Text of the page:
How can the formation of a covalent bond be described from a quantum perspective, and what implications does it have for traditional chemical bonding theory?

Specifically, in the context of many-electron systems where electron correlation becomes significant, how do modern quantum chemical methodologies, such as Hartree-Fock theory and Density Functional Theory, contribute to our refined understanding of covalent interactions? Furthermore, how does this quantum perspective challenge, extend, or complement classical notions of bonding, as represented by Lewis structures, valence bond theory, and molecular orbital theory?

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    $\begingroup$ chemistry.stackexchange.com/questions/710/… $\endgroup$
    – Mithoron
    Commented Sep 1, 2023 at 13:55
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    $\begingroup$ What is a covalent bond outside of a quantum perspective? How do you explain electronic structure outside of a QM perspective? You can't. $\endgroup$
    – Buck Thorn
    Commented Sep 1, 2023 at 14:13
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    $\begingroup$ If there is anything like traditional chemical bonding theory, it is likely wrong and obsolete. Lewis structures are rooted in quantum theory. Valence bond theory and molecular orbital theory are approaches to solving for the wave function. Hartree-Fock is basically just an implementation of MO Theory. I don't understand this question. $\endgroup$ Commented Sep 1, 2023 at 22:31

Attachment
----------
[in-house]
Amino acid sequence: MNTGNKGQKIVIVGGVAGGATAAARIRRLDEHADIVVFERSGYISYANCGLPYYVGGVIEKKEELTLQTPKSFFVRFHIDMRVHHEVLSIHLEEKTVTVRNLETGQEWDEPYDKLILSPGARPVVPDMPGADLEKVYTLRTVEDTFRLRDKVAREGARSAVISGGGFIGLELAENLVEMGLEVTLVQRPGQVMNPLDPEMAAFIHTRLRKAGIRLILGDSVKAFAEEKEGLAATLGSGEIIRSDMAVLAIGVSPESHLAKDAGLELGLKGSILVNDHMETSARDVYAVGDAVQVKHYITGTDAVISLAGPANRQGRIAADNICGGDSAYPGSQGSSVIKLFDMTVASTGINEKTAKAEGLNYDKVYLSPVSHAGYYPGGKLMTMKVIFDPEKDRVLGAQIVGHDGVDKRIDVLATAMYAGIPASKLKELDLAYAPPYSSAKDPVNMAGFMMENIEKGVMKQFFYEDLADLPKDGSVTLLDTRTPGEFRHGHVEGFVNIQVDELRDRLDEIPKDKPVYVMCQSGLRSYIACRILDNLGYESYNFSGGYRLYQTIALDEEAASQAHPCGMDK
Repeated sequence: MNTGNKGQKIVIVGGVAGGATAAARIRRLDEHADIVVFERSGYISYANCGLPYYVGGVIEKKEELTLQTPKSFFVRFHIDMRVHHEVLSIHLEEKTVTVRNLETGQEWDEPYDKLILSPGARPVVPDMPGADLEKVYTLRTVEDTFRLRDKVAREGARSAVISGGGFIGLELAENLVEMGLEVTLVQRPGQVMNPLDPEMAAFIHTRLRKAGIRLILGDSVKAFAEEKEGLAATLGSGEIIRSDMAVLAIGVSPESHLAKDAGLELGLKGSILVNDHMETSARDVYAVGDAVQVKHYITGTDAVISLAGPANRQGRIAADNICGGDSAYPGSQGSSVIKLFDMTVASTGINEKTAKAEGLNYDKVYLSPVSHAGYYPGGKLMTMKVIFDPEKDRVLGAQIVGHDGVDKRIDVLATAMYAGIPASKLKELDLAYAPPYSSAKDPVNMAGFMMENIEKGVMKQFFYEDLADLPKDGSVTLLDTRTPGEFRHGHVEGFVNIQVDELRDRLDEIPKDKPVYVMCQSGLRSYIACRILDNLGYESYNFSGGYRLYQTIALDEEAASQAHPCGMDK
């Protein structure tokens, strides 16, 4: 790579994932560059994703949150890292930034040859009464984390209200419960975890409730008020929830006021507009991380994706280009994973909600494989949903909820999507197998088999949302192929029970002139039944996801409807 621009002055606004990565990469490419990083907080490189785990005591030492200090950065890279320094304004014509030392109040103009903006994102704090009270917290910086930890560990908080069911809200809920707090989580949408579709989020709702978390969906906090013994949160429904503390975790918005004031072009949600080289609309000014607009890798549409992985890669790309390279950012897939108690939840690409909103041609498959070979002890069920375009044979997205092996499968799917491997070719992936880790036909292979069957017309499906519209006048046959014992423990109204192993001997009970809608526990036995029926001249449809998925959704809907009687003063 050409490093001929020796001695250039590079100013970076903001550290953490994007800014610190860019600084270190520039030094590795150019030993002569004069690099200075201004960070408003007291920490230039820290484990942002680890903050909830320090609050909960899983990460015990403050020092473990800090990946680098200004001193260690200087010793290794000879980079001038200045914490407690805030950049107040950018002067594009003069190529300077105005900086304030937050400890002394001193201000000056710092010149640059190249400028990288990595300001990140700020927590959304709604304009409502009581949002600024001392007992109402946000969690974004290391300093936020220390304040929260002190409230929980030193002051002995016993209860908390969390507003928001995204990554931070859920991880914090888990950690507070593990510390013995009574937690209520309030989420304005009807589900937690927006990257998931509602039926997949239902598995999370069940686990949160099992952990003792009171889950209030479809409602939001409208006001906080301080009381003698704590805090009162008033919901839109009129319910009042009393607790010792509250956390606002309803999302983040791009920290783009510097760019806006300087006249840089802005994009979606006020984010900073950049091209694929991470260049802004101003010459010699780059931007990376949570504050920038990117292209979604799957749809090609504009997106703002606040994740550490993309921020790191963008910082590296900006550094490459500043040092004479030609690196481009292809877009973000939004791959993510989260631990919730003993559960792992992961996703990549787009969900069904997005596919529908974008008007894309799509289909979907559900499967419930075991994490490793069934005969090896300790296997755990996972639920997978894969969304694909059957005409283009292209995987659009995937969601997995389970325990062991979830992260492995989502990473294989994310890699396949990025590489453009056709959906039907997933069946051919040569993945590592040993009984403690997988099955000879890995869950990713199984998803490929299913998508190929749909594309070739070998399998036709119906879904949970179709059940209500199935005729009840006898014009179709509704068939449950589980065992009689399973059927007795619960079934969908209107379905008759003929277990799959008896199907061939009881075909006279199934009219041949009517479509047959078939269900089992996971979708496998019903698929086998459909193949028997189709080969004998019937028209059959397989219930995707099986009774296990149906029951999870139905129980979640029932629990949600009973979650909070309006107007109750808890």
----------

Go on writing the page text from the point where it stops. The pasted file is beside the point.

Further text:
• $\begingroup$ @Martin-マーチン Agree, not sure what is being asked. If I had votes I would vote to close for lack of focus $\endgroup$
    – Ian Bush
    Commented Sep 3, 2023 at 6:01

1 Answer 1


Quantum Chemistry and Covalent Bonding:

Quantum chemistry, a nexus between quantum mechanics and molecular science, furnishes an in-depth framework for comprehending and predicting the nuances of chemical bonding. By incorporating quantum principles, this domain offers a granular look into electron behaviors in atoms and molecules, surpassing the sometimes oversimplified interpretations of classical models.

Atomic and Molecular Orbitals: